In an offense that's loaded with talent at running back and wide receiver, Alabama's biggest weapon might be one that isn't playing one of those glamour positions.
Tight end O.J. Howard.
The rising sophomore for the Crimson Tide caught 14 passes for 269 yards and two touchdowns last season, including a 52-yard catch-and-run in the second quarter against LSU last year.
That wasn't good enough to earn freshman All-SEC honors, as Arkansas freshman Hunter Henry (28 rec., 409 yds., four TDs) brought home those honors.
For Howard, though, the best is yet to come.
The 6'6", 237-pounder from Prattville, Alabama, has great hands, runs like a deer and presents matchup nightmares for opposing defensive coordinators who have to deal with weapons in the backfield and outside at receiver in Alabama's offense.
He and fellow sophomore running back Derrick Henry are being counted on to provide depth and versatility for new offensive coordinator Lane Kiffin's offense, and know that they need to be more consistent this year, according to B/R's Christopher Walsh.
“We always push each other, what we both need to work on to get better,” Howard said. “We both had our flashes, but this year we can become an all-around player at both our positions and be consistent with our play.”
He'll get his chance to shine this year.
New quarterback Jacob Coker is still very much a mystery, and a quarterback's best friend is a reliable safety valve. Howard can be that safety valve.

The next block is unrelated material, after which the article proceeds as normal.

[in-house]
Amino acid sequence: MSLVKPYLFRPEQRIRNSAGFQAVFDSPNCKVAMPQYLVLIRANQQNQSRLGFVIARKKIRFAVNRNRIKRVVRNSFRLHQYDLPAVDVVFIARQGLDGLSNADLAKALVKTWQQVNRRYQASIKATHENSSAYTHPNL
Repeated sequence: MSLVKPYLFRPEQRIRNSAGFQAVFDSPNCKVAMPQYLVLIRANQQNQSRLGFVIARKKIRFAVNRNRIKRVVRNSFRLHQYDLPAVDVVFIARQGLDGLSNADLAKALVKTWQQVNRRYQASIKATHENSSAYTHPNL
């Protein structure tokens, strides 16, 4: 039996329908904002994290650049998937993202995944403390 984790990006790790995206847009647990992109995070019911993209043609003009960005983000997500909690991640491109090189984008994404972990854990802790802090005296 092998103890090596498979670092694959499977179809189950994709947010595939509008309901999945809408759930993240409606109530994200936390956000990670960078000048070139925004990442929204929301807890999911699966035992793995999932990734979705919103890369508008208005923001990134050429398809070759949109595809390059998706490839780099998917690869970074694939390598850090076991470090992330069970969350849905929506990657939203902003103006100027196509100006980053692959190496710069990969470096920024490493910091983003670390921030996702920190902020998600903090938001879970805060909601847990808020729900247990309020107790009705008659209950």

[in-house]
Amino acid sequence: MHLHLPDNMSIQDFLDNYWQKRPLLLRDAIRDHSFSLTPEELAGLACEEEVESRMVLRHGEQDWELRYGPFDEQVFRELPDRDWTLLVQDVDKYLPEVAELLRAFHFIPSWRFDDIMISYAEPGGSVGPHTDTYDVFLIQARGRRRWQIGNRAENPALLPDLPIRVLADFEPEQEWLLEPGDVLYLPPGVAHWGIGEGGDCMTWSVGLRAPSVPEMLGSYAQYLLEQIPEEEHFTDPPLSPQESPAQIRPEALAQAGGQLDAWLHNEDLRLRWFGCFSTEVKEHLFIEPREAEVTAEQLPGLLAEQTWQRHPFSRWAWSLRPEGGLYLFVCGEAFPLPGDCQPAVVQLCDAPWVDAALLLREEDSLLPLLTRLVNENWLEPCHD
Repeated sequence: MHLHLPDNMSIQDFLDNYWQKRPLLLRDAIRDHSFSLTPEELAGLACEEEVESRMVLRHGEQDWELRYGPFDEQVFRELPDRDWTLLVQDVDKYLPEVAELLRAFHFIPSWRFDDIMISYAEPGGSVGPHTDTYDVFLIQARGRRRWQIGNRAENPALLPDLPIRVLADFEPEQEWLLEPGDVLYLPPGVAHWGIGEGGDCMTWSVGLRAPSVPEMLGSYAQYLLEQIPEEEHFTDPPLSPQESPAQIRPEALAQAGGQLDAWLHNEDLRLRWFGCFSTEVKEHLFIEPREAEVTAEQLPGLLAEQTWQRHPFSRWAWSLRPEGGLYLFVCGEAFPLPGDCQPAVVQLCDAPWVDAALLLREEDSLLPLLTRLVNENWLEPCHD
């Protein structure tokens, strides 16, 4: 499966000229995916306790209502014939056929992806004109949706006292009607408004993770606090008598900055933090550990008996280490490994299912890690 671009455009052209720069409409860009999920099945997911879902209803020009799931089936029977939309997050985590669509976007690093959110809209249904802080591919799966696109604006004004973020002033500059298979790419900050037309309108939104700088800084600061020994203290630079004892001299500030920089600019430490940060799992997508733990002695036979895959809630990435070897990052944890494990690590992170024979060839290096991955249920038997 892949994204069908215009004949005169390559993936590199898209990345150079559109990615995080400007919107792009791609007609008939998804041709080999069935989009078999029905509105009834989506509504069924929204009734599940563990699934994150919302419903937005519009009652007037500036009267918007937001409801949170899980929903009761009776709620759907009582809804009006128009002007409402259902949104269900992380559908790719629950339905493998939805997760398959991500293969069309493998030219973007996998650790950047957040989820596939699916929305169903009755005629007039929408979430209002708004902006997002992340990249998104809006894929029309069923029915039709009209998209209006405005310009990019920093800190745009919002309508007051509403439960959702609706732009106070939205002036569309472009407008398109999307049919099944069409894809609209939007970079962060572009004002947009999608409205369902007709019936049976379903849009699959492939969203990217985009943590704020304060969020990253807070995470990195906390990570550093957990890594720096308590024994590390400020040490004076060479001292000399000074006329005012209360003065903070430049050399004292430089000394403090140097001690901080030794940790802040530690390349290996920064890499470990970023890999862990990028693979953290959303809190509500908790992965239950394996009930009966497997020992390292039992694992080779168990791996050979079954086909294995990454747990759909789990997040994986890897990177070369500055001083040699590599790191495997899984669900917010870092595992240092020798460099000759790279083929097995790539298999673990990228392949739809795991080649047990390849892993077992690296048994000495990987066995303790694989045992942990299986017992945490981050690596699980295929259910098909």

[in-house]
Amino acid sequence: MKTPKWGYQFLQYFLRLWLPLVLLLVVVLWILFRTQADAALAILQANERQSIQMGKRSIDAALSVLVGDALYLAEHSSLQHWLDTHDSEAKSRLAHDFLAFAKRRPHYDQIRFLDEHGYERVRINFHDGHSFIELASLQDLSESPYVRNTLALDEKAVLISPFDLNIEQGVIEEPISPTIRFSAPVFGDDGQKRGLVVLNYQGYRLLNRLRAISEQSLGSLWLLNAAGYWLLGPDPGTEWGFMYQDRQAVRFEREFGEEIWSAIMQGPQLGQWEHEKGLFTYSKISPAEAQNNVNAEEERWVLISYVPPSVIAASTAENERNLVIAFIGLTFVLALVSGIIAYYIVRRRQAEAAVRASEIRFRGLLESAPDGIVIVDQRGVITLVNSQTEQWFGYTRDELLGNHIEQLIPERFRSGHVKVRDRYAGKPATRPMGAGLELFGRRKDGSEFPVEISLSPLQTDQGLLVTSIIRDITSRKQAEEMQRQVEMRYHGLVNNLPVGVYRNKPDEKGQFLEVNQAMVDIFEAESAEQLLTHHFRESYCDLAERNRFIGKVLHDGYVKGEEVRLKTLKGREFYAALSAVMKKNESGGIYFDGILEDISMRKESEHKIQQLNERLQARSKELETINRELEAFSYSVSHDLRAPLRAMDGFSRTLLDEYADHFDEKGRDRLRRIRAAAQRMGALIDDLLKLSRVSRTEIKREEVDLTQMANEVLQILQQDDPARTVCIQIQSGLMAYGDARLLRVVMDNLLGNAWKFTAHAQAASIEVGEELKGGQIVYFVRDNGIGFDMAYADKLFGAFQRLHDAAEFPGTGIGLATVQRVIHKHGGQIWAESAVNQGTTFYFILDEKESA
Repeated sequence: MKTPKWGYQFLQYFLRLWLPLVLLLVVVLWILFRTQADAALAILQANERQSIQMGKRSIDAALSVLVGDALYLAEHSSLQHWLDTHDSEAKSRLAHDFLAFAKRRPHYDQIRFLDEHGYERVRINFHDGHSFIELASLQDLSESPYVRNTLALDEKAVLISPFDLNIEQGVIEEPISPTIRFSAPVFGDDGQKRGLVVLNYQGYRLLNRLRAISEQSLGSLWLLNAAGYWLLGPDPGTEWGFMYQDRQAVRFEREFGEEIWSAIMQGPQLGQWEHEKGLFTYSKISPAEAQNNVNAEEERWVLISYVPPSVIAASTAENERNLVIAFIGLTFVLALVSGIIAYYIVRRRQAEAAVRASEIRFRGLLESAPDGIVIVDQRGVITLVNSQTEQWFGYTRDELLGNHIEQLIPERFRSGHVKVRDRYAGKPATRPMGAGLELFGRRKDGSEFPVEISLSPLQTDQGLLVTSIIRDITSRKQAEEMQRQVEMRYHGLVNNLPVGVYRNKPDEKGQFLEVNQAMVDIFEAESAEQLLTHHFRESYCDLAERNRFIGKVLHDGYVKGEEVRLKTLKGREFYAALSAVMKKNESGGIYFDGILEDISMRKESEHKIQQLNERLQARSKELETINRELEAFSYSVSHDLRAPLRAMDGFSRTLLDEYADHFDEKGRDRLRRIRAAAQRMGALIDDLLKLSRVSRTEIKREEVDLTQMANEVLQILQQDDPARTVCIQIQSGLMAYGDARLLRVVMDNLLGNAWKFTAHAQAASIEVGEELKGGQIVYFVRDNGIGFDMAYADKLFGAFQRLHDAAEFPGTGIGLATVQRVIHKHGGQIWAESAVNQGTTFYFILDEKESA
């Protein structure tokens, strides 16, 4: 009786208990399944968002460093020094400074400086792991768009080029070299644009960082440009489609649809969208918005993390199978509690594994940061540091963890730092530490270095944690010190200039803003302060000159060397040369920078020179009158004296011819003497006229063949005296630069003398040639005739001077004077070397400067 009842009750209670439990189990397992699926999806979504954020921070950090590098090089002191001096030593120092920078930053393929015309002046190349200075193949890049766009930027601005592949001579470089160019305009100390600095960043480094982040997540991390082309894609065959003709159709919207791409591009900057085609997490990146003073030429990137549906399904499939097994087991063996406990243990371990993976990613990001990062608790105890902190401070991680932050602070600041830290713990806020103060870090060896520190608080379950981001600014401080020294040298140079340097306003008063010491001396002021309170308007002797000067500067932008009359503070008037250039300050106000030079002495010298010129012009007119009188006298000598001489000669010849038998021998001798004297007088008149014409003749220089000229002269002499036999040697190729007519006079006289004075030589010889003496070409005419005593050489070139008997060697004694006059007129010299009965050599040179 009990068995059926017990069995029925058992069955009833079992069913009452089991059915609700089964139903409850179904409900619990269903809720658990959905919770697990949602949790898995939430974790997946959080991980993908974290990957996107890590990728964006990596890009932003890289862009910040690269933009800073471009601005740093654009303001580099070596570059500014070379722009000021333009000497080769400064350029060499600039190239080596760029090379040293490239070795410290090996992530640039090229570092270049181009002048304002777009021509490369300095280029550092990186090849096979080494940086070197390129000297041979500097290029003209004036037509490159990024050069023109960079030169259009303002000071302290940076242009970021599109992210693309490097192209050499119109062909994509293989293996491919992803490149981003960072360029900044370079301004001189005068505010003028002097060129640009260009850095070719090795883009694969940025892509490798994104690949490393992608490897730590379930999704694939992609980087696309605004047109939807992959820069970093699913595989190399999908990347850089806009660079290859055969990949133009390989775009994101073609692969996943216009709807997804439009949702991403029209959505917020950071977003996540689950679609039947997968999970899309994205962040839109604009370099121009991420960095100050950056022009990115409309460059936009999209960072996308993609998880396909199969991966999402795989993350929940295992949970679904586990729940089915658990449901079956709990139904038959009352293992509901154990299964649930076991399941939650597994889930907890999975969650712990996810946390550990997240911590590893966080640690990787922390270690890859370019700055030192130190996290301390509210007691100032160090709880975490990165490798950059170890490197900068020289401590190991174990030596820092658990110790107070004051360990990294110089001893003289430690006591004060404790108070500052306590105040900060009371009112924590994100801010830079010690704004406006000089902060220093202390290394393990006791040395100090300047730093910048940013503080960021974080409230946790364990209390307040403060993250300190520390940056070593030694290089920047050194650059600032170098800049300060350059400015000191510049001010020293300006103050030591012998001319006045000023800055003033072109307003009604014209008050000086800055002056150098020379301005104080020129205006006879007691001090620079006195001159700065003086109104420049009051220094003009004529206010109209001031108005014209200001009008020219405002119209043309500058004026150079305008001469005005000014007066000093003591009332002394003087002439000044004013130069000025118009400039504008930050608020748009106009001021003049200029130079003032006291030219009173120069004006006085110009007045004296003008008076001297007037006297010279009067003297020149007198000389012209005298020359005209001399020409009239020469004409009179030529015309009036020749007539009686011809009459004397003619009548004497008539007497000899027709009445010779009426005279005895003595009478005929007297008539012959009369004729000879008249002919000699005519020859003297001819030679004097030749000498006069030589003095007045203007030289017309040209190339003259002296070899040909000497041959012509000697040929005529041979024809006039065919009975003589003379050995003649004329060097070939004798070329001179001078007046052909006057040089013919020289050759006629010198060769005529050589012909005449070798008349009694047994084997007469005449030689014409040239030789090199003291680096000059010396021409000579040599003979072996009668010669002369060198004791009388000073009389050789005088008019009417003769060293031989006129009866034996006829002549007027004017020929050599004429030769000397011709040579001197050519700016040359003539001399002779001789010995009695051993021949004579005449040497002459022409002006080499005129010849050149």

He's also playing in an offense for a coach who loves to use the tight end.
Xavier Grimble had 10 catches for 127 yards and a touchdown in Kiffin's five games as USC's head coach last season before Kiffin was let go after a loss to Arizona State. Over the last five years coaching in college, a tight end on Kiffin's team has finished among his team's top three receivers three times, and Fred Davis and Dominique Byrd each enjoyed solid careers as tight ends under Kiffin when he was an assistant at USC in the mid-2000s.
Texas Tech's Jace Amaro, North Carolina's Eric Ebron and Washington's Austin Seferian-Jenkins made appearances on the AP All-American team at tight end last year. Amaro topped 1,000 yards, and Ebron was on the cusp, but Seferian-Jenkins only had 36 catches for 450 yards and eight touchdowns.
All three of those players are gone, and Howard's ability to create mismatches and become a threat in the red zone make him a perfect candidate to fill their shoes.
"I think he needs to continue to improve in some of those areas because he’s a great pass-receiver, but we continue to work with him and try to improve him as a blocker and get him to pay attention to detail and the importance of that part of the game as well," Saban said.
He'll join senior Brian Vogler as the two top tight end targets for the Crimson Tide, with Vogler more of a blocking threat and Howard's upside being as a receiver in the passing game.
Howard has the physical ability to be the next big superstar tight end in college football, a host of weapons around him to occupy the attention of defenders and create mismatches and a coach in Kiffin who knows how to make those mismatches happen.
In an offense loaded with talent, Howard could emerge as not only one of its biggest weapons but one of the biggest weapons in all of college football.
Barrett Sallee is the lead SEC college football writer for Bleacher Report.
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